More than 1,200 students come to the Carroll County College and Career Academy on any given day to take career classes. The school is west of Atlanta, near the Alabama border. Students here learn fields as varied as culinary arts, welding and auto mechanics. They all go to one of the five regular high schools in the district for their other classes, like math and history, then come here for job skills.
“This is sort of a tree,” said 11th grader Jordan Decker, who was using a torch to melt pieces of metal together, making a little shape, to practice his brazing skills. The 17-year-old 11th grader is studying heating ventilation and air condition maintenance and repair, or HVAC.
“Without this program, I’d still be trying to find what I wanted to do with my life,” said Decker. “This is what I want to do.”
The proportion of high school students who take classes in, say, construction, has gone down over the past couple decades. Meanwhile, employers in construction and other industries say they can’t find enough skilled workers. But vocational training hasn’t gone away completely. Some school districts are really emphasizing it. And it no longer comes with the old stereotype — that it’s for students who aren’t college material.
Most high schools offer some kind of career training, but a lot of that is focused on things like health care, or communications. Decker’s HVAC teacher, Steve McCray, said vocational training has changed.
“It used to be kind of a, I guess a dumping ground for troubled kids,” he said. “Now it’s for kids who want to go out there and want to get a job.”
And the school encourages the students here to continue with their educations after high school, too.
“You know, in the old days, it was some kids are going to college, and some kids are going to work, and you need to treat them differently,” said Bob Schwartz of the Harvard Graduate School of Education. “I think we now are beginning to understand, everybody needs something beyond a high school education, and everybody needs to be thinking from pretty early on, about a career.”
Several years ago, Schwartz and a couple of colleagues did a study on how prepared young people in America were to join the workforce. They found on the one hand, even though high schools have encouraged students to pursue college degrees, plenty of students never get that far. They end up without degrees or much career direction. “From the employer perspective,” said Schwartz, “they’re saying, ‘The skills gap is real. We simply can’t find people with the skills we need to be able to grow our businesses.’”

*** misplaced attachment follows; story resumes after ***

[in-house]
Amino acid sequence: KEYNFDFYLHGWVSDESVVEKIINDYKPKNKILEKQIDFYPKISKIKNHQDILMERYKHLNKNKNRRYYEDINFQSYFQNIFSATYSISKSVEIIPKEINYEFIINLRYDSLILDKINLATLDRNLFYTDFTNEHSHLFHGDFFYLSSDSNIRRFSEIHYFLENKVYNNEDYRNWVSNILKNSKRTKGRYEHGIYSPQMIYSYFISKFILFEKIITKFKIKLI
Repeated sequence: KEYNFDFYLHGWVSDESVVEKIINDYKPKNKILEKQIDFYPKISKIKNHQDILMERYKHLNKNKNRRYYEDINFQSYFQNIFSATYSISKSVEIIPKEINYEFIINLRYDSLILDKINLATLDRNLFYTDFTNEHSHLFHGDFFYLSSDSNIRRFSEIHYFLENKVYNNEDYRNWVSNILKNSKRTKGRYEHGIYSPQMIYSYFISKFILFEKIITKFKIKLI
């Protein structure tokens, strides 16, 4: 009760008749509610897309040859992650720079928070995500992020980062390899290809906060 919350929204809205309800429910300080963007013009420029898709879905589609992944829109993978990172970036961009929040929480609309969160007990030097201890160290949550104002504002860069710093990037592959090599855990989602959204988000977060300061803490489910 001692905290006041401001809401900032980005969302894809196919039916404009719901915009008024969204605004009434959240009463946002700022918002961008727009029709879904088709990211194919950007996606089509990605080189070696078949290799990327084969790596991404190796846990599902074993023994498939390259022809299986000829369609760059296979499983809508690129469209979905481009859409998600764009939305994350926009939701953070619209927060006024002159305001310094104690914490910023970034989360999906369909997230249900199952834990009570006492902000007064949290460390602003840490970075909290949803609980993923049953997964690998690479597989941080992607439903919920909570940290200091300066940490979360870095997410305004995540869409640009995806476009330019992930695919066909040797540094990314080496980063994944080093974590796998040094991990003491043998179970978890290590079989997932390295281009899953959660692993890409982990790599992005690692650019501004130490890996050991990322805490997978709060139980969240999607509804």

Schwartz said many high school dropouts later say one reason they didn’t stick with it, was they didn’t see how what they were learning applied to the real world.
In the last couple decades, the percentage of students taking classes in construction, manufacturing, and other trades has gone down, according to the National Center for Education Statistics. Meanwhile job prospects for people who do have those skills are good.
Take HVAC installation and repair, what student Jordan Decker is studying. According to the U.S. Bureau of Labor Statistics, that field will grow 14 percent by 2024, adding nearly 40,000 jobs. In Georgia, according to the state Department of Economic Development, there are more than 300 openings every year, both new jobs, and unfilled positions.
Carroll County revamped its technical education program in 2005. Since then, the school has doubled its enrollment, and the principal says a lot of that increase has been from the more academically-accomplished students deciding to come here. In 2015, more than 90 percent of the seniors who took classes here, graduated from high school. The school system’s average that year was 76 percent.
“I plan on getting a job doing this out of high school,” said Decker. “And then eventually going to college and working for either a big company or making it bigger myself.”
Teacher Steve McCray said he enjoys hearing from his former students. “It’s nice when they stop back by and they tell you, ‘Mr. McCray, look at my new truck, I’m buying my house,’” he said.
Marketplace is on a mission.
We believe Main Street matters as much as Wall Street, economic news is made relevant and real through human stories, and a touch of humor helps enliven topics you might typically find…well, dull.
Through the signature style that only Marketplace can deliver, we’re on a mission to raise the economic intelligence of the country—but we don’t do it alone. We count on listeners and readers like you to keep this public service free and accessible to all. Will you become a partner in our mission today?